Black country

Pretty astonishing: Black Country, New Road’s Ants From Up There reviewed

Grade: A+ It is not true, fellow boomers, that there is nothing new under the sun nor no good new music being made. Just almost nothing new and almost nothing good. The majority is indeed toxic landfill, rehashes of that least appealing of decades, the 1980s, and performed by pasty-faced, limp-wristed, deluded woke idiots whose chief concern is to tell you their gender. But there are yet pockets of brilliance, just as there were in 1975 and 1995 — and this youngish Cambridge band (the only other place they could have come from is Oxford) inhabit one of those pockets. Upon completion of this, their second album, the lead singer

The death of the mainstream band: Black Country, New Road reviewed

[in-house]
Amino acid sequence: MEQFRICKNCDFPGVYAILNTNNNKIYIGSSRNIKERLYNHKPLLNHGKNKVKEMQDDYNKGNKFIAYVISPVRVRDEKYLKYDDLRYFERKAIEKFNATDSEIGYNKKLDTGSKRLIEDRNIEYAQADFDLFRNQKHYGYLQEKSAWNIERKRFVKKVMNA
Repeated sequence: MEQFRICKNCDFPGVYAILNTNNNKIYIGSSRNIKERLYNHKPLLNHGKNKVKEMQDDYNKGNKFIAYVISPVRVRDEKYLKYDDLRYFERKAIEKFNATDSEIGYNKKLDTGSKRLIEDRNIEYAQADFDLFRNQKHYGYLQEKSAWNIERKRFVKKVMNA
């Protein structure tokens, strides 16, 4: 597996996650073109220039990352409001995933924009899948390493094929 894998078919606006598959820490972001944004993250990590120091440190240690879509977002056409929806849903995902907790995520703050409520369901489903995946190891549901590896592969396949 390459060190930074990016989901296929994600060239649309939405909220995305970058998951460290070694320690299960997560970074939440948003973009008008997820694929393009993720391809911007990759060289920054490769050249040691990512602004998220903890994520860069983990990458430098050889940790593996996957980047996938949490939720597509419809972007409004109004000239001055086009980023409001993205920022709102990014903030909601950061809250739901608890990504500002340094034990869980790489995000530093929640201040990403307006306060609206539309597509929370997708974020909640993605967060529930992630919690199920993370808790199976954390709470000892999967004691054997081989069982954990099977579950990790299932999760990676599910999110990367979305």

Twitter was awash with mockery last week, after Adam Levine, the singer of the American group Maroon 5, was interviewed on Apple Music and told Zane Lowe: ‘It’s funny, when the first Maroon 5 album came out there were still other bands. I feel like there aren’t any bands any more, you know?’ Out came the outraged, citing their favourite bands with fanbases numbering in the dozens. What about the fertile deep sludge scene based around Pimple Nose Records of Butt Wipe, Montana, eh? Then there were the K-Pop stans, demanding BTS — a seven-piece vocal group who, had they been formed in England in the 1990s, would clearly have